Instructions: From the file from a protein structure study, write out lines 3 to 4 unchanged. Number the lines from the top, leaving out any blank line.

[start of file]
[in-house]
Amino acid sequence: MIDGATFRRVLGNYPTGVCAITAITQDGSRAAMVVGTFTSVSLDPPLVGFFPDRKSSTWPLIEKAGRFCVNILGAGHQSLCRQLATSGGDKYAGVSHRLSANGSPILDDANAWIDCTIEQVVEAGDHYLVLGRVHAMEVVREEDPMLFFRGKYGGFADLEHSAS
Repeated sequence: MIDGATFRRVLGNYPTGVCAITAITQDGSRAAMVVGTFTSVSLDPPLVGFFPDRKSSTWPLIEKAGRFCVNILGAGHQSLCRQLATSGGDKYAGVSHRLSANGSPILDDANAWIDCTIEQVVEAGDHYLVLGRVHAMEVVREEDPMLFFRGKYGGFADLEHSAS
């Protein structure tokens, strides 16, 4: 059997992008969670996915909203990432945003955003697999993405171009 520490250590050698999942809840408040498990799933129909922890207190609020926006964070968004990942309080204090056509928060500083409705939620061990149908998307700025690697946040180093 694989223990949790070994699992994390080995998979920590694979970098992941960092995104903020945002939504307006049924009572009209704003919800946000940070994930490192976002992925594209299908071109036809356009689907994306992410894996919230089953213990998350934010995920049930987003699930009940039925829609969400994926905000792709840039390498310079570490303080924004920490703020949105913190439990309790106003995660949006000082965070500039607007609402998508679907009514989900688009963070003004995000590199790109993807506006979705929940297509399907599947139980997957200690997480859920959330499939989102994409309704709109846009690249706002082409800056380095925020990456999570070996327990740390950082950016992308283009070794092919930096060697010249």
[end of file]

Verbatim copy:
Repeated sequence: MIDGATFRRVLGNYPTGVCAITAITQDGSRAAMVVGTFTSVSLDPPLVGFFPDRKSSTWPLIEKAGRFCVNILGAGHQSLCRQLATSGGDKYAGVSHRLSANGSPILDDANAWIDCTIEQVVEAGDHYLVLGRVHAMEVVREEDPMLFFRGKYGGFADLEHSAS
């Protein structure tokens, strides 16, 4: 059997992008969670996915909203990432945003955003697999993405171009 520490250590050698999942809840408040498990799933129909922890207190609020926006964070968004990942309080204090056509928060500083409705939620061990149908998307700025690697946040180093 694989223990949790070994699992994390080995998979920590694979970098992941960092995104903020945002939504307006049924009572009209704003919800946000940070994930490192976002992925594209299908071109036809356009689907994306992410894996919230089953213990998350934010995920049930987003699930009940039925829609969400994926905000792709840039390498310079570490303080924004920490703020949105913190439990309790106003995660949006000082965070500039607007609402998508679907009514989900688009963070003004995000590199790109993807506006979705929940297509399907599947139980997957200690997480859920959330499939989102994409309704709109846009690249706002082409800056380095925020990456999570070996327990740390950082950016992308283009070794092919930096060697010249």